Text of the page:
For her 2006 World Tour, she flew by private jet, transporting a team of up to 100 technicians and dancers around the globe. Waiting in the garage at home, she has a Mercedes Maybach, two Range Rovers, an Audi A8 and a Mini Cooper S.

Hypocrisy: Madonna will strut on stage today preaching at her viewers to save the planet – yet she herself produces more than 100 times the average amount of waste produced by Britons in a year

Indeed, Madonna’s carbon footprint is dwarfed only by her ego – she has vowed that she will ‘speak to the planet’ at Wembley. In fact, an apology might be in order – for the superstar’s energy consumption is only the tip of the iceberg in this epic vanity-fest.

The Live Earth event is, in the words of one commentator: “a massive, hypocritical fraud”.

For while the organisers’ commitment to save the planet is genuine, the very process of putting on such a vast event, with more than 150 performers jetting around the world to appear in concerts from Tokyo to Hamburg, is surely an exercise in hypocrisy on a grand scale.

Matt Bellamy, front man of the rock band Muse, has dubbed it ‘private jets for climate change’.

A Daily Mail investigation has revealed that far from saving the planet, the extravaganza will generate a huge fuel bill, acres of garbage, thousands of tonnes of carbon emissions, and a mileage total equal to the movement of an army.

The most conservative assessment of the flights being taken by its superstars is that they are flying an extraordinary 222,623.63 miles between them to get to the various concerts – nearly nine times the circumference of the world. The true environmental cost, as they transport their technicians, dancers and support staff, is likely to be far higher.

The total carbon footprint of the event, taking into account the artists’ and spectators’ travel to the concert, and the energy consumption on the day, is likely to be at least 31,500 tonnes of carbon emissions, according to John Buckley of Carbonfootprint.com, who specialises in such calculations.

Throw in the television audience and it comes to a staggering 74,500 tonnes. In comparison, the average Briton produces ten tonnes in a year.

The concert will also generate some 1,025 tonnes of waste at the concert stadiums – much of which will go directly into landfill sites.

Moreover, the pop stars headlining the concerts are the absolute antithesis of the message they promote – with Madonna leading the pack of the worst individual rock star polluters in the world.

Sepermodel Kate Moss, another profligate polluter through her use of private jets, is producing a T-shirt for the event. Yet, Gore is touting the concerts as ‘carbon neutral’. So how can that be?

Let us start with some facts. Worldwide, an audience of around 1,268,500 is expected to attend the concerts – making it one of the largest global events in history.

Dr Andrea Collins, an expert in sustainability from Cardiff University, has researched the impact of such mass gatherings on the environment.

“An event of this size at Wembley – which holds 65,000 at a rock concert, will generate around 59 tonnes of waste,” she says. “That is largely composed of the rubbish from food and drink consumption.”

http://www.dailymail.co.uk/pages/live/


Arctic Monkeys shiver at Live Earth ‘hypocrisy’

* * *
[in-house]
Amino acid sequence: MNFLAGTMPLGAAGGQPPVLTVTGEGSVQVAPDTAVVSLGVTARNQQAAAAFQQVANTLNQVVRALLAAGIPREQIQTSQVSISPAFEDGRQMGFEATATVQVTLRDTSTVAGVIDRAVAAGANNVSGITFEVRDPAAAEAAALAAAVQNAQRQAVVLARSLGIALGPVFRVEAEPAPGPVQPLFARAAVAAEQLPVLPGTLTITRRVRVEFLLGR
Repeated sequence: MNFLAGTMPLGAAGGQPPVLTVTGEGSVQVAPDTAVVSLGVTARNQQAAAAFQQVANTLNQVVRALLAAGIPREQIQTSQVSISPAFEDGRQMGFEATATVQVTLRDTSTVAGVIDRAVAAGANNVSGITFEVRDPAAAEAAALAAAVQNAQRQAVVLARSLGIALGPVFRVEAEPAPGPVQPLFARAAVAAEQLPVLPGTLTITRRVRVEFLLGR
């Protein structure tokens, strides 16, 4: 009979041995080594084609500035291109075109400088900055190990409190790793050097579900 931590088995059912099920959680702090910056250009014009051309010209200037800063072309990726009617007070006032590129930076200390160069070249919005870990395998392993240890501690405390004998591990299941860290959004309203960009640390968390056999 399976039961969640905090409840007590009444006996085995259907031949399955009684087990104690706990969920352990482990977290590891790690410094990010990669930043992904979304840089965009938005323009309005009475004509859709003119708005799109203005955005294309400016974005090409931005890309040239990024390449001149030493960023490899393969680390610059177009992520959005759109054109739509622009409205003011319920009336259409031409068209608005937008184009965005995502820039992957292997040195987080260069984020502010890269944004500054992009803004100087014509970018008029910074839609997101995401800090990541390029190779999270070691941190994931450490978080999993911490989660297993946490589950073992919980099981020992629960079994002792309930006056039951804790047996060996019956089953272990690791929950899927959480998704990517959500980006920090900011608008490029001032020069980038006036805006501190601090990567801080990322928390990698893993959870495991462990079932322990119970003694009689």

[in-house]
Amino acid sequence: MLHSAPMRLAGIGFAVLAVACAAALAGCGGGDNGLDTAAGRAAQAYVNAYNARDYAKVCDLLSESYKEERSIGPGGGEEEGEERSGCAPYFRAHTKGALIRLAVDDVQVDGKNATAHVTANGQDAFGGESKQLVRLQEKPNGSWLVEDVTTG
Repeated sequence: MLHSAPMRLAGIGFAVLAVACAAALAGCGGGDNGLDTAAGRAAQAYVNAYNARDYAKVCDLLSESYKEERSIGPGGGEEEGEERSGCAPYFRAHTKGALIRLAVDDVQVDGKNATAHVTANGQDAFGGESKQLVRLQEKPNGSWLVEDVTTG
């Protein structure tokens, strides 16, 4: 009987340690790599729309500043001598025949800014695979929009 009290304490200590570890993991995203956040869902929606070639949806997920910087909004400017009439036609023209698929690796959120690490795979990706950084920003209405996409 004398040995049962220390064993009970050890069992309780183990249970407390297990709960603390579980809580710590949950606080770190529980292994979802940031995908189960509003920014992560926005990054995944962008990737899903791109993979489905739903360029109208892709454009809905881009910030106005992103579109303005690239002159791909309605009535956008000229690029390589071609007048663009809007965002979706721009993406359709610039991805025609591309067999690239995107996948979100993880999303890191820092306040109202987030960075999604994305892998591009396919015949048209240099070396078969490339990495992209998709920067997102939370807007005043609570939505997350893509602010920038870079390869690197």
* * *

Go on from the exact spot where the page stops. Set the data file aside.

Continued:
Jul 4 10:57 PM US/Eastern – Rock group Arctic Monkeys have become the latest music industry stars to question whether the performers taking part in Live Earth on Saturday are suitable climate change activists.

“It’s a bit patronising for us 21 year olds to try to start to change the world,” said Arctic Monkeys drummer Matt Helders, explaining why the group is not on the bill at any of Al Gore’s charity concerts.

“Especially when we’re using enough power for 10 houses just for (stage) lighting. It’d be a bit hypocritical,” he told AFP in an interview before a concert in Paris.

Bass player Nick O’Malley chimes in: “And we’re always jetting off on aeroplanes!”

Large parts of the band’s hometown of Sheffield were flooded at the end of last month after a deluge of mid-summer rain that some blamed on global warming. Two people were killed.

But the band wonder why anyone would be interested in the opinion of rock stars on a complex scientific issue like climate change.

“Someone asked us to give a quote about what was happening in Sheffield and it’s like ‘who cares what we think about what’s happening’?” added Helders.

“There’s more important people who can have an opinion. Why does it make us have an opinion because we’re in a band?”

The group, whose first record was the fastest-selling debut album in British history, will clock up thousands of air miles — in normal airliners not private jets, they say — during their tour to Asia and Australia in the next few months.

They are not the only stars to take a cynical view of Live Earth, which aims to raise awareness about global warming but which will require many longhaul flights and thousands of car journeys to and from the music venues.

Many of the biggest acts have questionable environmental credentials — the car-loving rapper Snoop Dogg appeared in a Chrysler commercial last year — and there are doubts about the ability of pop stars to galvanise the world into action.

Bob Geldof, the architect of Live Aid and Live 8, the two biggest awareness-raising concerts in history, had a public spat with Al Gore about the need for the event.

“Why is he (Gore) actually organising them?” Geldof said in an interview with a Dutch newspaper in May, adding that everyone was already aware of global warming and the event needed firm commitments from politicians and polluters.

Roger Daltrey, singer from 1970s British rock band The Who, told British newspaper The Sun in May that “the last thing the planet needs is a rock concert.”

And the singer from 80s pop sensations The Pet Shop Boys, Neil Tennant, attacked the arrogance of pop stars who put themselves forward as role-models.

Story found here